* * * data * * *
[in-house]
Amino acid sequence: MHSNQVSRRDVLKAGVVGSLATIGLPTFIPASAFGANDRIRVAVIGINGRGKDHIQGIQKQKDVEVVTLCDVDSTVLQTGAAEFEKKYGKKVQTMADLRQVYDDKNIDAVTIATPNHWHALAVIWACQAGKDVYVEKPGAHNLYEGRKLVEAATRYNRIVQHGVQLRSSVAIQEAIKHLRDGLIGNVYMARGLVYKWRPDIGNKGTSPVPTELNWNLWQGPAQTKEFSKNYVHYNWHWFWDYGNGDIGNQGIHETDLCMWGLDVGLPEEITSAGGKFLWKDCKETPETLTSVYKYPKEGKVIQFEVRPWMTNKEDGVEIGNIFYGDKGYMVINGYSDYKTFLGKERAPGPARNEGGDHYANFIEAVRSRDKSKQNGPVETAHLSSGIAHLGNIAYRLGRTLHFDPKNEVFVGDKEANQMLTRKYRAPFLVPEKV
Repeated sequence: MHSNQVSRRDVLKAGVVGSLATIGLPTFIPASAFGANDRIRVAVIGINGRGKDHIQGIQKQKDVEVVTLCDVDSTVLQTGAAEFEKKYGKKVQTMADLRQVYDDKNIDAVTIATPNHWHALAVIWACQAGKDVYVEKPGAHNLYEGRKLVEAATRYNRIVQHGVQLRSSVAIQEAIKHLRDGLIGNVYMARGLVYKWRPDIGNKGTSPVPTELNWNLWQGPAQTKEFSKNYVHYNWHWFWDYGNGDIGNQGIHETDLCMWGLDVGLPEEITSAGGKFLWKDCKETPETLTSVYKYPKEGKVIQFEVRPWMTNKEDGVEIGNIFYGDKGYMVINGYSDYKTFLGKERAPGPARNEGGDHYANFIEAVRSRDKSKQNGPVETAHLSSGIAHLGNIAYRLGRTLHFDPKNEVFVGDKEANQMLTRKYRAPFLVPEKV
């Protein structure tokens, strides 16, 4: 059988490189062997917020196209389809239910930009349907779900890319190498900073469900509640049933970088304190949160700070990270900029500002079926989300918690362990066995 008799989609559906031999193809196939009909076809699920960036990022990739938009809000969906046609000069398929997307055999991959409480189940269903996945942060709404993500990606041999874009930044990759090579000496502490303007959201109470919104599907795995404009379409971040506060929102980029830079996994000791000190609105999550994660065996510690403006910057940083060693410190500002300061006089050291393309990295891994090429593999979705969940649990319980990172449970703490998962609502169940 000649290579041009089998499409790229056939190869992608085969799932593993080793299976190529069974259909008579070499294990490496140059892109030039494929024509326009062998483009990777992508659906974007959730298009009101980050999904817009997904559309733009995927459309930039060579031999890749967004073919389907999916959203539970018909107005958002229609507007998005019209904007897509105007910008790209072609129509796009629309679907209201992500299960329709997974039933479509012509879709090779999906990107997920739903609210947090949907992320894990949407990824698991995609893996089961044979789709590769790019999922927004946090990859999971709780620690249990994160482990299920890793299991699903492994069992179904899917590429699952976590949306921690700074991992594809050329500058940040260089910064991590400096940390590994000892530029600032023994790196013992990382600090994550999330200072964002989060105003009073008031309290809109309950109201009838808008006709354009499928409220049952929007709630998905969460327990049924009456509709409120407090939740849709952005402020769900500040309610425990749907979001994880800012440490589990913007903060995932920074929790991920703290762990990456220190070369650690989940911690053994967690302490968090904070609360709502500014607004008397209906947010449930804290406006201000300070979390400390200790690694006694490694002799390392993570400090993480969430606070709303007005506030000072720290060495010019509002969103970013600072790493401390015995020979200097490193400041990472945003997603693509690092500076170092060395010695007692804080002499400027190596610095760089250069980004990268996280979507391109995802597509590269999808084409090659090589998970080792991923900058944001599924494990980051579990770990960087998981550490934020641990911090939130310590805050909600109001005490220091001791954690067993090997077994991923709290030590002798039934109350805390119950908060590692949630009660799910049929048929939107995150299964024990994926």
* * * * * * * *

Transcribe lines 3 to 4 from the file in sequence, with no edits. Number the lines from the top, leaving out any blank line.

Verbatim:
Repeated sequence: MHSNQVSRRDVLKAGVVGSLATIGLPTFIPASAFGANDRIRVAVIGINGRGKDHIQGIQKQKDVEVVTLCDVDSTVLQTGAAEFEKKYGKKVQTMADLRQVYDDKNIDAVTIATPNHWHALAVIWACQAGKDVYVEKPGAHNLYEGRKLVEAATRYNRIVQHGVQLRSSVAIQEAIKHLRDGLIGNVYMARGLVYKWRPDIGNKGTSPVPTELNWNLWQGPAQTKEFSKNYVHYNWHWFWDYGNGDIGNQGIHETDLCMWGLDVGLPEEITSAGGKFLWKDCKETPETLTSVYKYPKEGKVIQFEVRPWMTNKEDGVEIGNIFYGDKGYMVINGYSDYKTFLGKERAPGPARNEGGDHYANFIEAVRSRDKSKQNGPVETAHLSSGIAHLGNIAYRLGRTLHFDPKNEVFVGDKEANQMLTRKYRAPFLVPEKV
């Protein structure tokens, strides 16, 4: 059988490189062997917020196209389809239910930009349907779900890319190498900073469900509640049933970088304190949160700070990270900029500002079926989300918690362990066995 008799989609559906031999193809196939009909076809699920960036990022990739938009809000969906046609000069398929997307055999991959409480189940269903996945942060709404993500990606041999874009930044990759090579000496502490303007959201109470919104599907795995404009379409971040506060929102980029830079996994000791000190609105999550994660065996510690403006910057940083060693410190500002300061006089050291393309990295891994090429593999979705969940649990319980990172449970703490998962609502169940 000649290579041009089998499409790229056939190869992608085969799932593993080793299976190529069974259909008579070499294990490496140059892109030039494929024509326009062998483009990777992508659906974007959730298009009101980050999904817009997904559309733009995927459309930039060579031999890749967004073919389907999916959203539970018909107005958002229609507007998005019209904007897509105007910008790209072609129509796009629309679907209201992500299960329709997974039933479509012509879709090779999906990107997920739903609210947090949907992320894990949407990824698991995609893996089961044979789709590769790019999922927004946090990859999971709780620690249990994160482990299920890793299991699903492994069992179904899917590429699952976590949306921690700074991992594809050329500058940040260089910064991590400096940390590994000892530029600032023994790196013992990382600090994550999330200072964002989060105003009073008031309290809109309950109201009838808008006709354009499928409220049952929007709630998905969460327990049924009456509709409120407090939740849709952005402020769900500040309610425990749907979001994880800012440490589990913007903060995932920074929790991920703290762990990456220190070369650690989940911690053994967690302490968090904070609360709502500014607004008397209906947010449930804290406006201000300070979390400390200790690694006694490694002799390392993570400090993480969430606070709303007005506030000072720290060495010019509002969103970013600072790493401390015995020979200097490193400041990472945003997603693509690092500076170092060395010695007692804080002499400027190596610095760089250069980004990268996280979507391109995802597509590269999808084409090659090589998970080792991923900058944001599924494990980051579990770990960087998981550490934020641990911090939130310590805050909600109001005490220091001791954690067993090997077994991923709290030590002798039934109350805390119950908060590692949630009660799910049929048929939107995150299964024990994926």